My research interests are in econometric and statistical theory, with a particular interest in hypothesis testing and applications of statistical decision theory.
Staying at Home: Mobility Effects of COVID-19, with John Stromme and Anson Zhou.
Covid Economics: Vetted and Real-Time Papers, Issue 4, 86-102, April 2020
Vox EU briefing here.
Offline training for improving online performance of a genetic algorithm based optimization model for hourly multi-reservoir operation, with Duan Chen, Arturo S. Leon, Claudio Fuentes, and Qiuwen Chen.
Comparing Variance Estimators: a Test-Based Relative-Efficiency Approach
Abstract: When constructing Wald tests, consistency is the key property required for the variance estimator. This property ensures asymptotic validity of Wald tests and confidence intervals. Classical efficiency comparisons of hypothesis tests indicate all consistent variance estimators lead to equivalent Wald tests. This paper develops a simple relative efficiency measure which leads to several new conclusions. These include quantifying the power loss associated with using cluster-robust variance estimators when using overly coarse clusters, recommending particular kernels for estimating the asymptotic variance in quantile regression, and comparing the power of Anderson-Rubin tests to the standard Wald test. As a byproduct, the asymptotic distributions of several test statistics are derived under fixed alternatives. Simulation evidence indicates the new asymptotic efficiency measure provides good finite-sample predictions. In an application using data from the American Community Survey, it is demonstrated how to use the new approach for conducting power analysis when looking at the effect of minimum wage increases on employment.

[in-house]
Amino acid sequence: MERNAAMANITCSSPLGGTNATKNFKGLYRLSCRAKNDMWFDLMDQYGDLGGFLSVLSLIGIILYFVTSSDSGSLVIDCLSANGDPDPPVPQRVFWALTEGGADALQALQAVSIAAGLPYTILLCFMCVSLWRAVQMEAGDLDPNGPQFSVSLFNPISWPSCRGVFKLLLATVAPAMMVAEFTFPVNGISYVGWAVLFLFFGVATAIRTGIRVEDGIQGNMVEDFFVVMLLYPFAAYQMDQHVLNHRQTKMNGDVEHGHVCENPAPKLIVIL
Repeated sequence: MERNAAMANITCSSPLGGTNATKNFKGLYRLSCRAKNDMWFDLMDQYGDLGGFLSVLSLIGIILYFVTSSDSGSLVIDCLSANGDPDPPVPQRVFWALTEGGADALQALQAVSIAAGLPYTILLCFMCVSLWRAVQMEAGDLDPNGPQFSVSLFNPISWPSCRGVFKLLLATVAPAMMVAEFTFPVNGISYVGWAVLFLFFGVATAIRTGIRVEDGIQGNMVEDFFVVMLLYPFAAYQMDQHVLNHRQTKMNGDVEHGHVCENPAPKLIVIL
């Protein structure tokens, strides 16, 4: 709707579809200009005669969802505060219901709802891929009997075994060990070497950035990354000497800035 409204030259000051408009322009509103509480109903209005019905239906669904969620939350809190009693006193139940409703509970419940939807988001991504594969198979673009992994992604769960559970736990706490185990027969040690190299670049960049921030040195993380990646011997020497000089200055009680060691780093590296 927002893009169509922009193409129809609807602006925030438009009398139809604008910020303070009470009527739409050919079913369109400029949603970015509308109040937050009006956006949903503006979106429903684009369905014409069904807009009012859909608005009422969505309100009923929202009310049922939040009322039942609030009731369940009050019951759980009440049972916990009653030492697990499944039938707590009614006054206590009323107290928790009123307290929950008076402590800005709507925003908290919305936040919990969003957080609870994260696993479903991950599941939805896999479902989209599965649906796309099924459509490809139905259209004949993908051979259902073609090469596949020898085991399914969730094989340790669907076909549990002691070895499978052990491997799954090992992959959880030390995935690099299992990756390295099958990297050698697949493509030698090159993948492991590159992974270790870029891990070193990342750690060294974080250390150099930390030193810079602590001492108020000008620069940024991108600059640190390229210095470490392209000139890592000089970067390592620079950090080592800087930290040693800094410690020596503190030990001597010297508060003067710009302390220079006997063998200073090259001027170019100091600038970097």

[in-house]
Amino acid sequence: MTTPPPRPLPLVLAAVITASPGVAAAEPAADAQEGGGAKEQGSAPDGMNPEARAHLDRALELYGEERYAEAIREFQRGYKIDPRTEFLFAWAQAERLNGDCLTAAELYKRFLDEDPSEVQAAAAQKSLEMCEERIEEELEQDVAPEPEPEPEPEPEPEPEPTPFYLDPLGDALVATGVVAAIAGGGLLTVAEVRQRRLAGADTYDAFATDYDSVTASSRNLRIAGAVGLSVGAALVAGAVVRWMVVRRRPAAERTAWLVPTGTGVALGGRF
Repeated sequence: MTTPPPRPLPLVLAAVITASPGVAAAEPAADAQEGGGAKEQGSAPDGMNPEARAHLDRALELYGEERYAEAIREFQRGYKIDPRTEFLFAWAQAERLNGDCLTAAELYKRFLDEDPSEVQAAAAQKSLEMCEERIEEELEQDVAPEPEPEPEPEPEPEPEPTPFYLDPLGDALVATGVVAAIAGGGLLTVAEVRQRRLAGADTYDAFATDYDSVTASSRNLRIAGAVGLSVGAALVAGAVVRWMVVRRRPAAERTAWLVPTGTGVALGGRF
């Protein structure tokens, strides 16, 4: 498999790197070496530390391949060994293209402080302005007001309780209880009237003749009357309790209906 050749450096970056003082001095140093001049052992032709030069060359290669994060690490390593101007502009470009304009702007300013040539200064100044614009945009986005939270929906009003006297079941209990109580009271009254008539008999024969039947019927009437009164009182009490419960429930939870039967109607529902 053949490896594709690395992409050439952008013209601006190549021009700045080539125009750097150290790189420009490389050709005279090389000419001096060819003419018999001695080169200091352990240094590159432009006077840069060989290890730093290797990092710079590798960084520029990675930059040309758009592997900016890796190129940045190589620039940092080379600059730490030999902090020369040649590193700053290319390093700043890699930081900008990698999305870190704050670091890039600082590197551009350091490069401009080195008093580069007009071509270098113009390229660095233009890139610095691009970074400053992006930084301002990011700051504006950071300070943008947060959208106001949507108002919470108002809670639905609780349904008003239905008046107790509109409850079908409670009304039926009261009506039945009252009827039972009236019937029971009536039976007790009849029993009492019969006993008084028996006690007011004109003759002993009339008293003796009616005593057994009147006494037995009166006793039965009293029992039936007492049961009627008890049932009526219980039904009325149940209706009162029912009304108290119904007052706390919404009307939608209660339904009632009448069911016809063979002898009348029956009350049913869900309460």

Robust Tests for the Mean for Heavy-Tailed Data
Abstract: The t-test is a standard inferential procedure in economics and finance. When the data exhibit heavy tails, the t-test may have low power. This paper characterizes the rate at which power converges to 1 for data in a particular class of heavy tailed distributions. While classical results on the rate of convergence of power focus on exponential rates, we find the rate to be a much slower polynomial rate when the data have heavy tails. We compare these results with other results on the efficiency of the t-test in the literature, and use empirically-calibrated simulation evidence to demonstrate how our results make good finite-sample predictions
University of Exeter:
Fall 2022: Econometrics (BEE2031) (with Climent Quintana-Domeque)
Past Teaching: see CV